Usually known as slips, are used to hold the cable when a ship lies to an anchor, either as a preventer, or stand-by, when the cable is held by the brake of the cable-holder, or to hold the cable temporarily so that the inboard part of it can be handled. There are four types of stopper normally used for cable work in larger ships, all tested to half the proof load of the cable.
Blake slip, a general purpose slip, in which the tongue passes over a link of the cable. It consists of a short length of studded chain shackled to a deck bolt close to the line of the cable between the cable-holder and the hawsehole, with the slip attached to the end of the chain. Its main use is as a preventer when the ship lies to its anchor but it is also used to hold the cable if work is necessary on its inboard end.
Screw slip, a Blake slip with a bottlescrew incorporated in the length of chain. It is used when securing an anchor for sea, the bottlescrew being turned to bring the flukes of the anchor hard home in the hawsepipe.
Riding slip, again a Blake slip, usually shackled to a deck bolt immediately above each cable locker, though occasionally on the upper deck between the cable-holder and the navel pipe. When a ship is lying to an anchor is riding to the brake on the cable-holder, the riding slip is put on as a preventer in case the brake renders.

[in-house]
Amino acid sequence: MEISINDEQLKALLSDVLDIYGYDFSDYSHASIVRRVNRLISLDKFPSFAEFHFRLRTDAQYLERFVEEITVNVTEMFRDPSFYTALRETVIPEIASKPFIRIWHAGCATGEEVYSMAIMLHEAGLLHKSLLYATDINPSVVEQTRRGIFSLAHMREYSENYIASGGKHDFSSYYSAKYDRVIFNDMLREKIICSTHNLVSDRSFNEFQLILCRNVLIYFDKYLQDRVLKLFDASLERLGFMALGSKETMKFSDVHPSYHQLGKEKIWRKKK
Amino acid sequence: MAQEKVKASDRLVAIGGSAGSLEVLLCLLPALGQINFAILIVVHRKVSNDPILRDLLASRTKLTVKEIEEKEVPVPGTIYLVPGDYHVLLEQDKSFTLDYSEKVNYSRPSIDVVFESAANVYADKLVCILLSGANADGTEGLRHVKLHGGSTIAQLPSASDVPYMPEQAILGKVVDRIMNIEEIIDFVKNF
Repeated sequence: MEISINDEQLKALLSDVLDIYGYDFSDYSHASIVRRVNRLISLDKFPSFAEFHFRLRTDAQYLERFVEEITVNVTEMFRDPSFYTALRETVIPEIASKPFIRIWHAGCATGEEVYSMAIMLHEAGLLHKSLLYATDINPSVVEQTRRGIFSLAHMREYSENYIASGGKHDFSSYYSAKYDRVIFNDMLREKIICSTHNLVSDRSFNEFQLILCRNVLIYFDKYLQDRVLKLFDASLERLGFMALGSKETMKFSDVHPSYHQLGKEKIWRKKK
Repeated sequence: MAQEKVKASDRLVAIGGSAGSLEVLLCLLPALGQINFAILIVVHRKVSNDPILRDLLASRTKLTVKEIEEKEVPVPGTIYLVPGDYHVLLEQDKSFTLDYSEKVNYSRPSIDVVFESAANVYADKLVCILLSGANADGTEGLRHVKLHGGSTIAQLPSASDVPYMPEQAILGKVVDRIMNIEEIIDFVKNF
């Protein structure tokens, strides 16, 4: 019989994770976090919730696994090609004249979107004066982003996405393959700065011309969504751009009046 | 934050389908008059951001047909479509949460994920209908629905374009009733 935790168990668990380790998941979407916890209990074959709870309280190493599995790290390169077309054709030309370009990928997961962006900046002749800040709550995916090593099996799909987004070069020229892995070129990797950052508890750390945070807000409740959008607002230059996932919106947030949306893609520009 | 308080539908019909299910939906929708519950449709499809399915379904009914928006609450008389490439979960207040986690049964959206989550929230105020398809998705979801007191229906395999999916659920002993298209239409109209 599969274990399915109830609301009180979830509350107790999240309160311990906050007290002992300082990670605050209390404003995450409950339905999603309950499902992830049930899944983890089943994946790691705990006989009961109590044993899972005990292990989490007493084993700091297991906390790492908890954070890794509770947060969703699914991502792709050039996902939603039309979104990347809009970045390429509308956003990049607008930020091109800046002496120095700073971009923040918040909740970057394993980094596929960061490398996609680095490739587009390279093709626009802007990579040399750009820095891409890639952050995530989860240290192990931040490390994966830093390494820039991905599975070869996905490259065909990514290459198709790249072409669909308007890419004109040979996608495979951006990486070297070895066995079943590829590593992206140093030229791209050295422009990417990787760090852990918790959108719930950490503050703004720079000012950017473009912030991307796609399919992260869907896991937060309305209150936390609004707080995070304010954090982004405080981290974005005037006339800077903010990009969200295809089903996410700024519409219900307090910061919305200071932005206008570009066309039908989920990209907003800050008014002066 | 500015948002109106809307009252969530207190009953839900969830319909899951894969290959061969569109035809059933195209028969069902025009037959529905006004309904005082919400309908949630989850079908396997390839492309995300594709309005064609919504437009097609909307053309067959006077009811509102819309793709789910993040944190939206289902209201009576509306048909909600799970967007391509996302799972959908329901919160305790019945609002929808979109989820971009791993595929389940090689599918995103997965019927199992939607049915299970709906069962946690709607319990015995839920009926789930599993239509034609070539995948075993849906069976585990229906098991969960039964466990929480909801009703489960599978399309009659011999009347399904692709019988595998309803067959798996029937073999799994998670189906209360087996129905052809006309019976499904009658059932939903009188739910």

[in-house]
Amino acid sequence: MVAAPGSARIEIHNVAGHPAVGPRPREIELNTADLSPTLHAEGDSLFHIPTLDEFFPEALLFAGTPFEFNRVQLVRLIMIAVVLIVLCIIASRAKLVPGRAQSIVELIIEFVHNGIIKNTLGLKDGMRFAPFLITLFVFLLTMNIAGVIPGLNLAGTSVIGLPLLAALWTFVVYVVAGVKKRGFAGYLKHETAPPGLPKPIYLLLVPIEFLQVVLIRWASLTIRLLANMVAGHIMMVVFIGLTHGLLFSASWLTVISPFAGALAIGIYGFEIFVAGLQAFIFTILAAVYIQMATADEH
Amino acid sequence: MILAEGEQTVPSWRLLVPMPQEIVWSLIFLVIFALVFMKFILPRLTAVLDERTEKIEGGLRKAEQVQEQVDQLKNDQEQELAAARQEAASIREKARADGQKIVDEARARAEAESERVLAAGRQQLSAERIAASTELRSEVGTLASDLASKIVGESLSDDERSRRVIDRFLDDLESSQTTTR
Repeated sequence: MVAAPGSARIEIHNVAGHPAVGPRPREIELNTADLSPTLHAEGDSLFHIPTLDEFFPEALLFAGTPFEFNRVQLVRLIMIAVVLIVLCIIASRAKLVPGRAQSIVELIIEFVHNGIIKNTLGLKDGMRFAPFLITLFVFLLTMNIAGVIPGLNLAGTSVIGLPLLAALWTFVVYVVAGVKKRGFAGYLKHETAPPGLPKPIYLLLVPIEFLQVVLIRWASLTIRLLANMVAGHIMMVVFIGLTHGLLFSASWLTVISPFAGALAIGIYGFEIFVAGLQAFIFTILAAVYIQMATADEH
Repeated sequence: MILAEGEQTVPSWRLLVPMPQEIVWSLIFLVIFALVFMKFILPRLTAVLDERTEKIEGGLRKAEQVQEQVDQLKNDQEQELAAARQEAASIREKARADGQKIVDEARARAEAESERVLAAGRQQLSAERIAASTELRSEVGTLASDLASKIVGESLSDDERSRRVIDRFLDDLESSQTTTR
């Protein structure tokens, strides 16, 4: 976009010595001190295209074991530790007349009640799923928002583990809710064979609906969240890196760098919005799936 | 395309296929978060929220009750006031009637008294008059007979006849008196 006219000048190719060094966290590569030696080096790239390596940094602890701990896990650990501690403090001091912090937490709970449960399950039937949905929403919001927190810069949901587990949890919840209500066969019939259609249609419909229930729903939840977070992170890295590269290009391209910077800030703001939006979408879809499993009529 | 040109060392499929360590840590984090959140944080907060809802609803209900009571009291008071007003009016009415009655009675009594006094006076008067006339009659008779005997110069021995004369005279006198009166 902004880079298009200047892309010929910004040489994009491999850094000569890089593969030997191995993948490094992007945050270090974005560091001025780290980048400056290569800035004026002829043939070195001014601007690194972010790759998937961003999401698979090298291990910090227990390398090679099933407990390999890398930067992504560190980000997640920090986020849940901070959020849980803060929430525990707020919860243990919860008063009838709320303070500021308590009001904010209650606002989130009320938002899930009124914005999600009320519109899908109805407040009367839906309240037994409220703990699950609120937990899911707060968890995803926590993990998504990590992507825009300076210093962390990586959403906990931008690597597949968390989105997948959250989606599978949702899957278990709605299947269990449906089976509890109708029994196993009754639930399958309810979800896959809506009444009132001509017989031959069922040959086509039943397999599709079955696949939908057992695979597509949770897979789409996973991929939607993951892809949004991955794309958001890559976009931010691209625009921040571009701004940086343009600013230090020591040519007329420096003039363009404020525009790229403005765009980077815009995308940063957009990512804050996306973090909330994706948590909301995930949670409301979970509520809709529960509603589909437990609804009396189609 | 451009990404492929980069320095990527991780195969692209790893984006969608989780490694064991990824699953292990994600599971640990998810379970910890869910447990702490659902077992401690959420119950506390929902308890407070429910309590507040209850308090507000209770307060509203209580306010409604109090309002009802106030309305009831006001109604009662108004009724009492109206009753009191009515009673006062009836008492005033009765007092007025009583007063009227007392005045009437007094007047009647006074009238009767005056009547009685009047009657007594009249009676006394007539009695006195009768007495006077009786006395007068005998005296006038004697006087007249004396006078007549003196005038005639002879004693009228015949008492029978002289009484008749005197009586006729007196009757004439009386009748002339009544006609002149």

Senhouse slip, a slip designed to secure the end of a cable. In this slip the tongue passes through the end link of the cable, which is studless, and not across a link as in the other slips. Its normal place in a ship used to be in the cable lockers where the inboard end of the cable is secured, but in modern ships the end of the cable is shackled on to a deck bolt in the locker, no Senhouse slip being used. Smaller Senhouse slips are used in many smaller vessels and yachts to hold the ends of the guardrails to the stanchions. In these cases the tongue passes through an eye in the end of the guardrail.
In many merchant vessels the cable is stoppered with a devil's claw in place of a slip. Here there is no tongue, its place being taken by a fitting in the shape of two claws, the gap between them being the diameter of a cable link. The claws are passed across a link that lies horizontally on the deck and hold the link next to it, which must lie vertically.
[a] Blake slip [b] Screw slip [c] Senhouse slip [d] Devil claw
Subjects: Maritime History.